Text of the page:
Re: [asa] Divine action and QM--a major ID supporter weighs in--for Timaeus

From: dawson wayne <dawsonzhu@gmail.com>
Date: Mon Dec 08 2008 - 10:19:38 EST

Dave,

It was rather intentional. What I wrote was already far crossing the line
drawn in scripture, since no one should expect any appearance of angels were
they to try a stunt like that; though I confess that some of us have
been rescued from our own reckless stupidity at times and it seems fair
enough to acknowledge God's hand in those matters.

In fact, this raises an even further problem to the issue of trying to make
claims of science on how God works in the world. It is possible that you
might see an angel, maybe even interact with it, yet not observe it in
the "scientific" sense of the word "observe". If they don't show any sign
of interaction with electricity or magnetism or bombardment by light or
scattering from high energy particles, there is not much of a way
to "observe" them in a scientific sense. Even though the observer "saw"
them, if they are not extended, there is no procedure to measure them.
 Moreover, to prove the existence of angels, the angels should be willing to
appear before any observer. So Dawkins should be able to say some sort
incantation and have them appear at his very whim; which flies in the face
of scripture. I often wonder where such demands would stop, were even these
satisfied.

However, even if angels are in some way extended, they are still under the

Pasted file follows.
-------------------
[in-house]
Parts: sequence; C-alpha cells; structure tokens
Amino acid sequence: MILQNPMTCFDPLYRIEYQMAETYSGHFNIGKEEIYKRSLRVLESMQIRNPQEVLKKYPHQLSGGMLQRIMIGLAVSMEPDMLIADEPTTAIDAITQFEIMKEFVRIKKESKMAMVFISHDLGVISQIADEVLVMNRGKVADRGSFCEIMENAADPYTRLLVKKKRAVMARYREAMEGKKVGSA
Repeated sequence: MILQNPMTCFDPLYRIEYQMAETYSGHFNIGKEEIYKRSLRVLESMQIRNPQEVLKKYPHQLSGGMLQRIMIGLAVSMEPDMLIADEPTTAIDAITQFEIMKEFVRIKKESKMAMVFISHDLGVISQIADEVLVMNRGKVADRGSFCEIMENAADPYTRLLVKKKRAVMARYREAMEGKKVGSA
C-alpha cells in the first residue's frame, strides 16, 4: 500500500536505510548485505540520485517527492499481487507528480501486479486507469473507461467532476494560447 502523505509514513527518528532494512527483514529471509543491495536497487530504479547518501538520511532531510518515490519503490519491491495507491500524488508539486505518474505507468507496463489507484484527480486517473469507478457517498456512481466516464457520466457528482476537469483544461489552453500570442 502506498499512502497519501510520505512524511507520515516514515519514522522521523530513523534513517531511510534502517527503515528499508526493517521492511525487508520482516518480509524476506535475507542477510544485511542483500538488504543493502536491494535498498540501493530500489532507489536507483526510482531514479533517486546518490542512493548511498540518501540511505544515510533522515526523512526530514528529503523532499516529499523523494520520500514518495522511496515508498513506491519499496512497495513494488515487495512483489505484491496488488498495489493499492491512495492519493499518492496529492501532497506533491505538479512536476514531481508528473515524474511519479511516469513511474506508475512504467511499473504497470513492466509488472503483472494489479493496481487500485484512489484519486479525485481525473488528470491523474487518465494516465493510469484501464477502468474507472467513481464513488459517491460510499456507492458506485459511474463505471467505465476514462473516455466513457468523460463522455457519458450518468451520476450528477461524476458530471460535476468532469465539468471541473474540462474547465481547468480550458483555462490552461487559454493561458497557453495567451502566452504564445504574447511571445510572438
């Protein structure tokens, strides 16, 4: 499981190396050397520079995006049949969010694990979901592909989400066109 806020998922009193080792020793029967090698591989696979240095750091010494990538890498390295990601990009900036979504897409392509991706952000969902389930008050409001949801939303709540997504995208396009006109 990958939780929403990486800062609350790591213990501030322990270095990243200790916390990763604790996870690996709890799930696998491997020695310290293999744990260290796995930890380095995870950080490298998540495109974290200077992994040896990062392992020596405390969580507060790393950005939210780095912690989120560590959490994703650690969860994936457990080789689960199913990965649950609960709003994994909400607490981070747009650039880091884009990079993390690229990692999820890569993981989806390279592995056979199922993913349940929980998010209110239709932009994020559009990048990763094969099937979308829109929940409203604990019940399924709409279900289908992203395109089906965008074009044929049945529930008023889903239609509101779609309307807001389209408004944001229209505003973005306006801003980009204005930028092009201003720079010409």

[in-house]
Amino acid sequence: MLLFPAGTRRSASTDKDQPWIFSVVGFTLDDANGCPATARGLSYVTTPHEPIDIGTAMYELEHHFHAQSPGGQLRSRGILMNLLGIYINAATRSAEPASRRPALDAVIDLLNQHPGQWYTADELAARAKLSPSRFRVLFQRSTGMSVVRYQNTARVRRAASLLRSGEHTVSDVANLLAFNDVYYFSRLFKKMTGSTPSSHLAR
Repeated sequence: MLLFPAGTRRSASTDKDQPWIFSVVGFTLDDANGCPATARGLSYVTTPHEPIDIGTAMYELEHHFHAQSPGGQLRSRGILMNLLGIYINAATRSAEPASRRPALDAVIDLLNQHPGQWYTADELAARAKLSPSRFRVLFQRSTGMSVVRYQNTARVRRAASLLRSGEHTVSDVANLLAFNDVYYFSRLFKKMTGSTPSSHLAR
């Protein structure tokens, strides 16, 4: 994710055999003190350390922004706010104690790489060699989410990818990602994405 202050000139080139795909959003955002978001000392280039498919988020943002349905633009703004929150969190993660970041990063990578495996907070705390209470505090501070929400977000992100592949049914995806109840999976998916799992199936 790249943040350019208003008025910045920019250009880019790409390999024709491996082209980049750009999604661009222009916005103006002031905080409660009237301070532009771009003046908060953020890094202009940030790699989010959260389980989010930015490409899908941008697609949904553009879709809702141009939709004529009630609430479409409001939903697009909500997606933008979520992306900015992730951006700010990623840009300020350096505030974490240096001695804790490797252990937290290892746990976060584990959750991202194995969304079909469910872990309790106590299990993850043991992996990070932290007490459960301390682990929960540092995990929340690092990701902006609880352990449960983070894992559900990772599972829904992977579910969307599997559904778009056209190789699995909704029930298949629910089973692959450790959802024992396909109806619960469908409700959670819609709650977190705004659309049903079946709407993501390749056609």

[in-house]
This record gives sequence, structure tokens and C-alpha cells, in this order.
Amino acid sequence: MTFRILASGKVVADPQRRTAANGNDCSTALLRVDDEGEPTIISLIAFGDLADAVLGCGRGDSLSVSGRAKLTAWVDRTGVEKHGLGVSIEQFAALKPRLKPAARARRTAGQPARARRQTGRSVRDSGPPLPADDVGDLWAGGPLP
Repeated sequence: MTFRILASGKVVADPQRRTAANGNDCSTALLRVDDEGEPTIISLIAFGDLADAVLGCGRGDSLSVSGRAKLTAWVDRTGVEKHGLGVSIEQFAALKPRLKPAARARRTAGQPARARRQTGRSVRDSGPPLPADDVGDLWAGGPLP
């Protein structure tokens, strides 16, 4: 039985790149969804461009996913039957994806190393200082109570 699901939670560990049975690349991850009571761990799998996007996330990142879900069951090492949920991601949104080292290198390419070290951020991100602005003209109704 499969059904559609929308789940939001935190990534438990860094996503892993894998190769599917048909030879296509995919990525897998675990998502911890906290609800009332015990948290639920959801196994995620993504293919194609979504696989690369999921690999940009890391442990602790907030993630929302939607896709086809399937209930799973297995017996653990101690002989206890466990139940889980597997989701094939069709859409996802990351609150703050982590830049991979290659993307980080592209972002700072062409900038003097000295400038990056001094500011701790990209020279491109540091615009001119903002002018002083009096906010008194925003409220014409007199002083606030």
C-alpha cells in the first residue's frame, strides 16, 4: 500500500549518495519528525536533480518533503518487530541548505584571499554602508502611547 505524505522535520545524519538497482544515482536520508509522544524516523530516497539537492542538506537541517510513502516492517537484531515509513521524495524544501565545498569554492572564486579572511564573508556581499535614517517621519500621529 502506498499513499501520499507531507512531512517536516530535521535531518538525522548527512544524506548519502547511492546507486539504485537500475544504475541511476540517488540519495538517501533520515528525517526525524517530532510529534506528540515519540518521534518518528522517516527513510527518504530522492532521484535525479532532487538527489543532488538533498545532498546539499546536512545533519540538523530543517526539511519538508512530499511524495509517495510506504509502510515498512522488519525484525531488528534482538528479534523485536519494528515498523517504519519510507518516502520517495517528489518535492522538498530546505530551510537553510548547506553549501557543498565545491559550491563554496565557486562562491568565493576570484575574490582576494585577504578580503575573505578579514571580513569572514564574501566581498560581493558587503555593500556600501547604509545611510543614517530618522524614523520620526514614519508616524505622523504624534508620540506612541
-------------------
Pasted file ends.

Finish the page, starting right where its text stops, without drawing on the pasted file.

command of God's will. I suppose if God willed them to appear, they would.
Perhaps on the judgement day, they will.
At any rate, at least if what we believe is true, that Christ died and was
resurrected, it seems that there are other forms of truth that need not
satisfy the "scientific truth" criteria, yet are still in fact true.

by Grace we proceed,
Wayne
2008/12/7 D. F. Siemens, Jr. <dfsiemensjr@juno.com>

> Wayne,
> I'm having a little trouble with your reference to angels. Every reference
> to angels in scripture has them visible in space and acting in
> space--speaking, setting fire to things, causing death, etc. But the
> medieval discussion made it clear that they were spirits and consequently
> not extended. This almost certainly makes them nonphysical, unless they are
> on a mission requiring visibility. The reference to the temptations
> specifically mention angels, but detection provides an apparent
> impossibility.
> Dave (ASA)
>
>

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Received on Mon Dec 8 10:20:03 2008

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